Comparative Analysis of U.S. and Saudi Arabia Investment Funds Regulations

Tang, Gabriella | January 1, 2020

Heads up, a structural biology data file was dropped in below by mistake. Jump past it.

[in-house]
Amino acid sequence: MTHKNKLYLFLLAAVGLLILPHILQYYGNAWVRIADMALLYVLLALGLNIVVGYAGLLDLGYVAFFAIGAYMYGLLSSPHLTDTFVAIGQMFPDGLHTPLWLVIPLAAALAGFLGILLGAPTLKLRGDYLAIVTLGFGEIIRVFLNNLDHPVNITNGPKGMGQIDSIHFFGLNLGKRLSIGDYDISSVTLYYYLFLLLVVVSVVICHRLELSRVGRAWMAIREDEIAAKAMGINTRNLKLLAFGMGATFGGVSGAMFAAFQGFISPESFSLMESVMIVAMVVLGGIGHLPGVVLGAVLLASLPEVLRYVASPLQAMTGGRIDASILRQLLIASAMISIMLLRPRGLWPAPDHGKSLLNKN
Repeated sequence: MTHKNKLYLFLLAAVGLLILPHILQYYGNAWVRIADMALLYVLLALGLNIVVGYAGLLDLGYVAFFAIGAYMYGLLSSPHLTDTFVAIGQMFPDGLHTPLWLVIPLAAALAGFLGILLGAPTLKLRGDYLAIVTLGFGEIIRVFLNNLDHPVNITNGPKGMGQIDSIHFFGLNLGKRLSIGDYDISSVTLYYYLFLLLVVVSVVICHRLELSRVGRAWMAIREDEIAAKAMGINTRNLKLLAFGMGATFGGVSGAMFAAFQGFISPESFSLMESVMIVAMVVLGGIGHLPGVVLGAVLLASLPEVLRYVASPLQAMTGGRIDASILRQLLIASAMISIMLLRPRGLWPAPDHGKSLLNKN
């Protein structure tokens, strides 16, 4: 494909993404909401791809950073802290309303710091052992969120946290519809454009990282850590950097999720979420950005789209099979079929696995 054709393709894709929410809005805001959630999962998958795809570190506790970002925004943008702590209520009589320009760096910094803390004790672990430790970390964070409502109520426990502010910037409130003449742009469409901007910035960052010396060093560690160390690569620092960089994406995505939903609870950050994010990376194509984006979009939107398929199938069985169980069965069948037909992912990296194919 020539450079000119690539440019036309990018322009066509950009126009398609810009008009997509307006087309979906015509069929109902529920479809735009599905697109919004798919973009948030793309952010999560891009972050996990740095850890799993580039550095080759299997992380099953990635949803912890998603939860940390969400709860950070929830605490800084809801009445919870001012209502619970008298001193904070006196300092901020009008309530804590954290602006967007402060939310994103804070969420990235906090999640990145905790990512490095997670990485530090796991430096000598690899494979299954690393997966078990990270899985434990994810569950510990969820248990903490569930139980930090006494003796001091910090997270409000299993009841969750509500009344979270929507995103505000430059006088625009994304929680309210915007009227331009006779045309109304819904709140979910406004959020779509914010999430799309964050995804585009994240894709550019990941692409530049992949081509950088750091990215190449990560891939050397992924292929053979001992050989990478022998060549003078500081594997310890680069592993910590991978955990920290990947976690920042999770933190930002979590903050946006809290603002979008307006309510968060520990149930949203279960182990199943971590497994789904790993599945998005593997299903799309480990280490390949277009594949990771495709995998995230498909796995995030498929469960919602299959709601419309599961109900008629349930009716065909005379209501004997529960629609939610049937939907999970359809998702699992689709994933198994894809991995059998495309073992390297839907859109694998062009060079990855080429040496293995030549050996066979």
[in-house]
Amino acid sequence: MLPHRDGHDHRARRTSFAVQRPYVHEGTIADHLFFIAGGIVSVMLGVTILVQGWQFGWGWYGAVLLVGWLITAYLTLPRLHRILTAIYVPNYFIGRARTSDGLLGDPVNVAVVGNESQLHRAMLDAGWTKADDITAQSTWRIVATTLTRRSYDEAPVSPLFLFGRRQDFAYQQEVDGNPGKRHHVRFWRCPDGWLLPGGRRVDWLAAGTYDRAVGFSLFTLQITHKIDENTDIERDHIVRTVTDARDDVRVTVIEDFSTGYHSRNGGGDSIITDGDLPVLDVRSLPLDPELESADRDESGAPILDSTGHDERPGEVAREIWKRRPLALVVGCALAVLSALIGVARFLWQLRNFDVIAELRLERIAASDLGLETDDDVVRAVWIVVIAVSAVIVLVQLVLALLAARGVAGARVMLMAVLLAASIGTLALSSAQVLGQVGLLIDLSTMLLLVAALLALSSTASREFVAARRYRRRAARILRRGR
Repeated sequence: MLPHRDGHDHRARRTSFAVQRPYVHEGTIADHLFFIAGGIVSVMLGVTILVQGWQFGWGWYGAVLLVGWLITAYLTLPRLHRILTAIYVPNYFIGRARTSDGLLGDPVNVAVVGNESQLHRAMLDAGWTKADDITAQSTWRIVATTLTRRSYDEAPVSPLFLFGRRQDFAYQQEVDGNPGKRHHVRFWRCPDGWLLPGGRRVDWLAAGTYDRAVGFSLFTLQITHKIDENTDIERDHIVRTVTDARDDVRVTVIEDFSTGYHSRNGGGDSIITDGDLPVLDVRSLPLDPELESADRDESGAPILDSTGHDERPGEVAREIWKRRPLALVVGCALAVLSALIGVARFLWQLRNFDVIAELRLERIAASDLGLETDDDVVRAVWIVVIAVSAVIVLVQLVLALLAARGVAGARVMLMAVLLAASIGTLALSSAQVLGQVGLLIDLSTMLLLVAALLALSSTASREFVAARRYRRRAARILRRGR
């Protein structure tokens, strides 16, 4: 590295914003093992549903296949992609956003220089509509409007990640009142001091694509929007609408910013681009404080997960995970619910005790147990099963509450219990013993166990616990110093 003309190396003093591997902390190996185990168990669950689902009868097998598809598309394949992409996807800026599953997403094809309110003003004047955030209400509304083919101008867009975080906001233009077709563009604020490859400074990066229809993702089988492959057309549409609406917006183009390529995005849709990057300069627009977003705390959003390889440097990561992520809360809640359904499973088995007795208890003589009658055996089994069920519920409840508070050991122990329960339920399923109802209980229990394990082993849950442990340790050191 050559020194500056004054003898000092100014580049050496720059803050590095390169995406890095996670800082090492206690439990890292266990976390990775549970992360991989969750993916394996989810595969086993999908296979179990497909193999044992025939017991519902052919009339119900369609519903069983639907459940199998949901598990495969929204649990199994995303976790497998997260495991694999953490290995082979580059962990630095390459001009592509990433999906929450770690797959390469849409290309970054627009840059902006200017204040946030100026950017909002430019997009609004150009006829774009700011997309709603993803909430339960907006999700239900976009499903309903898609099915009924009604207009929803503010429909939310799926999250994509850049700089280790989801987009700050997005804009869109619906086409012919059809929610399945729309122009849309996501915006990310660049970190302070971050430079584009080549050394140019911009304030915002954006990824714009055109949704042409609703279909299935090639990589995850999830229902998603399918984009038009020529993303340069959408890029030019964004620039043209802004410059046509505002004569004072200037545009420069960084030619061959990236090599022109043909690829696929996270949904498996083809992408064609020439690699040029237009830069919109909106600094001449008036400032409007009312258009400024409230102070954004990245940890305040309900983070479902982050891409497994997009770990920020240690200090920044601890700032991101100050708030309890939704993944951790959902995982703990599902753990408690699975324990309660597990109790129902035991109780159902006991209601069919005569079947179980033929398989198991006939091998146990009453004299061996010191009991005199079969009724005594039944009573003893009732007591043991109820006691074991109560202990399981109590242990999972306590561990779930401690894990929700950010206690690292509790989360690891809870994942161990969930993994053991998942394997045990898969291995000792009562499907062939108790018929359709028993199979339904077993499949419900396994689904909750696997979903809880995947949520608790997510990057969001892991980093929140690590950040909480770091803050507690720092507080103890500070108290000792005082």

The investment funds sector has always been a major player in the financial industry globally. As such, many countries with mature financial markets have enacted regulations to govern the activity and management of investment funds. The U.S. Securities and Exchange Commission (SEC) enacted the Investment Company Act of 1940(the Act) as an effort to restore investor confidence in investment funds and safeguard investors from future abuses after the market crash in 1929. On the other hand, emerging financial markets started to take part in regulations in the hope to attract more investors and outside resources. The Capital Market Authority of Saudi Arabia (hereinafter CMA) enacted the Investment Funds Regulation (hereinafter the Regulation) in 2006, as the Sovereign aims to turn the State into an investment powerhouse. Due to the newness of the Regulation, an analysis of the Act will be helpful for the CMA to improvise the Regulation and avoid mistakes. This paper will first focus on four areas of the Investment Company Act of 1940, analyzing the strengths and weaknesses of the Act with suggestions provided. It will then offer an analysis of the Investment Funds Regulation of Saudi Arabia and discuss areas for improvement based on the analysis of the Investment Company Act of 1940.